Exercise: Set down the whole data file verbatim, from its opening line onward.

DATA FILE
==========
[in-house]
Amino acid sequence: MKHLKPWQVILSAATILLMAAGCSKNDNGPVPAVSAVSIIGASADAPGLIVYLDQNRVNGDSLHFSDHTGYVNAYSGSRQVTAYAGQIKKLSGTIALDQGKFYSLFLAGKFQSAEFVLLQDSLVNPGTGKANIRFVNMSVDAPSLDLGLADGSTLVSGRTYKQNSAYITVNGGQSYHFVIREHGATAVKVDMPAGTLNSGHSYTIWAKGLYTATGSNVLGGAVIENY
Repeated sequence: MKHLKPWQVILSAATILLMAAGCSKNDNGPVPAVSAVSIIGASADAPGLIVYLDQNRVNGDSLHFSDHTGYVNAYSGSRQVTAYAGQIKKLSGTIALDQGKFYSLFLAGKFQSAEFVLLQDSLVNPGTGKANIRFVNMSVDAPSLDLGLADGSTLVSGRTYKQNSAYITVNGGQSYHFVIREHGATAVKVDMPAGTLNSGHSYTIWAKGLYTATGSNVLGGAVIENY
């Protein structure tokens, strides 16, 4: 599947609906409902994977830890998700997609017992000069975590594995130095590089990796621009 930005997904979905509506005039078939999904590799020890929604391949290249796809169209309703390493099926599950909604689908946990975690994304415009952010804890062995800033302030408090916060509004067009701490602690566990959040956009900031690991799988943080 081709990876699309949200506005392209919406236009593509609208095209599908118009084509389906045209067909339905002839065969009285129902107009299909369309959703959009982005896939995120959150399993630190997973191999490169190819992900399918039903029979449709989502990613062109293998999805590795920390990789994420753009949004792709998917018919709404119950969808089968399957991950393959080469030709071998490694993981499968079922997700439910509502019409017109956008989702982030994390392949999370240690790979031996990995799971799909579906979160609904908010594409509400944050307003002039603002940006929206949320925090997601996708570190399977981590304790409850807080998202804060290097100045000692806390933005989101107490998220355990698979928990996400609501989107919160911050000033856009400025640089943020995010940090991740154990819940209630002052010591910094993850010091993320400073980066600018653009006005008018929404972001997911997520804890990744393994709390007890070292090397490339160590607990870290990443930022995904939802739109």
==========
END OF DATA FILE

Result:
[in-house]
Amino acid sequence: MKHLKPWQVILSAATILLMAAGCSKNDNGPVPAVSAVSIIGASADAPGLIVYLDQNRVNGDSLHFSDHTGYVNAYSGSRQVTAYAGQIKKLSGTIALDQGKFYSLFLAGKFQSAEFVLLQDSLVNPGTGKANIRFVNMSVDAPSLDLGLADGSTLVSGRTYKQNSAYITVNGGQSYHFVIREHGATAVKVDMPAGTLNSGHSYTIWAKGLYTATGSNVLGGAVIENY
Repeated sequence: MKHLKPWQVILSAATILLMAAGCSKNDNGPVPAVSAVSIIGASADAPGLIVYLDQNRVNGDSLHFSDHTGYVNAYSGSRQVTAYAGQIKKLSGTIALDQGKFYSLFLAGKFQSAEFVLLQDSLVNPGTGKANIRFVNMSVDAPSLDLGLADGSTLVSGRTYKQNSAYITVNGGQSYHFVIREHGATAVKVDMPAGTLNSGHSYTIWAKGLYTATGSNVLGGAVIENY
């Protein structure tokens, strides 16, 4: 599947609906409902994977830890998700997609017992000069975590594995130095590089990796621009 930005997904979905509506005039078939999904590799020890929604391949290249796809169209309703390493099926599950909604689908946990975690994304415009952010804890062995800033302030408090916060509004067009701490602690566990959040956009900031690991799988943080 081709990876699309949200506005392209919406236009593509609208095209599908118009084509389906045209067909339905002839065969009285129902107009299909369309959703959009982005896939995120959150399993630190997973191999490169190819992900399918039903029979449709989502990613062109293998999805590795920390990789994420753009949004792709998917018919709404119950969808089968399957991950393959080469030709071998490694993981499968079922997700439910509502019409017109956008989702982030994390392949999370240690790979031996990995799971799909579906979160609904908010594409509400944050307003002039603002940006929206949320925090997601996708570190399977981590304790409850807080998202804060290097100045000692806390933005989101107490998220355990698979928990996400609501989107919160911050000033856009400025640089943020995010940090991740154990819940209630002052010591910094993850010091993320400073980066600018653009006005008018929404972001997911997520804890990744393994709390007890070292090397490339160590607990870290990443930022995904939802739109």